The South African Revenue Service (SARS) has announced a major tech shake-up as it focuses on data-driven insights, self-learning computers, and artificial intelligence.
SARS Commissioner Edward Kieswetter said that the new focus follows an extensive consultation campaign with staff which has redefined the tax collector’s strategic objectives.
This has created a need for a high-level internal and external recruitment drive to attract talented professionals and executives to bring the business up to speed with advances in big data and artificial intelligence in the tax and customs environment, he said.
He added that the organisation is in the process of modernising its systems to provide digital and streamlined services and rebuild public trust and confidence in the tax and customs administration.
“We cannot ignore the power of a data and technology-enabled organisation, and the impact it will have on the future world of work,” said Kieswetter.
“We can, however, prepare for it by consciously and actively managing the interplay between human effort and artificial intelligence.”
As a result of these changes, SARS has advertised strategic leadership positions to attract talented executives to fill a number of roles. These include:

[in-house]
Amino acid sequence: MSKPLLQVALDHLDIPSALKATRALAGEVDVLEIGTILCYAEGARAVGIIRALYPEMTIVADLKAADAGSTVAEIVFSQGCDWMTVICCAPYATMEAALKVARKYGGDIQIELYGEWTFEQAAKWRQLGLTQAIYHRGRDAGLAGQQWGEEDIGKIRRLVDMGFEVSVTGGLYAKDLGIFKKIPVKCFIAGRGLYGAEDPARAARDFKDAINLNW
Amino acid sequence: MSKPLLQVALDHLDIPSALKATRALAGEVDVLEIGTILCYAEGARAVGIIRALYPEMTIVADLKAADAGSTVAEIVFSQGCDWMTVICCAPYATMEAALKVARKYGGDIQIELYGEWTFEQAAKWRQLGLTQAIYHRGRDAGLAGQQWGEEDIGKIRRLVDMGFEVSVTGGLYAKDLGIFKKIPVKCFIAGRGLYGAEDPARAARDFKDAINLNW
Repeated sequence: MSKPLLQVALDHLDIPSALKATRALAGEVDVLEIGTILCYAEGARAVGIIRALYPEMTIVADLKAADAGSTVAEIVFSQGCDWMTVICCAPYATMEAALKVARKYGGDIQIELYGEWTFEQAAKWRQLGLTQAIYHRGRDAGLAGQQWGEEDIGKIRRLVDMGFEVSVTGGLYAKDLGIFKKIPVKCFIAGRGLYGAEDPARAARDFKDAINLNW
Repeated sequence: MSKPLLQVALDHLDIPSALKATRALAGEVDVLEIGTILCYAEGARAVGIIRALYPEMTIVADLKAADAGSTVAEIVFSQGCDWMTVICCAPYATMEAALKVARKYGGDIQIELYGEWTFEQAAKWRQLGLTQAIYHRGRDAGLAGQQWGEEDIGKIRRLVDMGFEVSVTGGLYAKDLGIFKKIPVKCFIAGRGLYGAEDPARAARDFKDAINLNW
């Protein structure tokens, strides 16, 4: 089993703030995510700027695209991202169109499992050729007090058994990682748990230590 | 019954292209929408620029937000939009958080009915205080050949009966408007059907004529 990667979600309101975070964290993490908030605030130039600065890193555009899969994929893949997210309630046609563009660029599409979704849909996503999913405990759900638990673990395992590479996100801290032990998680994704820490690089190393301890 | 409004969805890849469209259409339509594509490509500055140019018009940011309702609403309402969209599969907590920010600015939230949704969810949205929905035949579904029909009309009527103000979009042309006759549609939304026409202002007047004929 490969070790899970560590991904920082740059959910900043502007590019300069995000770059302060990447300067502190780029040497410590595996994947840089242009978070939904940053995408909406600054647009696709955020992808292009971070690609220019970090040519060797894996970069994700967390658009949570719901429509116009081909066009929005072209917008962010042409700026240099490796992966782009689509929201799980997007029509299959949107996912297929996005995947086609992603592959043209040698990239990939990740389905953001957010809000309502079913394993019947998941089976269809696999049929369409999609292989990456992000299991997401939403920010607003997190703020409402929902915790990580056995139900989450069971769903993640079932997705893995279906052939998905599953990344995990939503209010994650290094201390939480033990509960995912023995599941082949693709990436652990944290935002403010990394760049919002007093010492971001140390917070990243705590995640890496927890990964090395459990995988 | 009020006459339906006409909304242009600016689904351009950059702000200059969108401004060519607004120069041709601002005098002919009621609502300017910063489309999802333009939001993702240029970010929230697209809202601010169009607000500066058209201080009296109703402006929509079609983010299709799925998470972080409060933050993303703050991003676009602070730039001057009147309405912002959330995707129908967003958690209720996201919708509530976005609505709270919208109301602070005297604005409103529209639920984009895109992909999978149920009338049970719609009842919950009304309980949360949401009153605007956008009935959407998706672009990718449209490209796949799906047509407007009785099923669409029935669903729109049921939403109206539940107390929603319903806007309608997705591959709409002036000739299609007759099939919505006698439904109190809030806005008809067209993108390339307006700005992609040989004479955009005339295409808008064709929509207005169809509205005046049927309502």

- Chief data scientist;
- Chief technology innovation officer;
- Chief financial officer;
- Chief procurement officer;
- Director Business Segment: Large & International Taxpayers (formerly Large Business Centre);
- Director Individual Segment: Wealthy & Complex Taxpayers;
- Director: Taxpayer Engagement;
- 9 regional directors.
“This recruitment process will reaffirm SARS’ commitment to the transformation agenda of our country and the advancement of employment equity and diversity in the workplace,” said Kieswetter.
“We cannot simply talk about the Fourth Industrial Revolution. It is upon us, and we must redouble our efforts to future proof ourselves by building an intelligent organisation that will provide world-class service to compliant taxpayers, but equally detect those who are non-compliant and make it costly and hard for them.”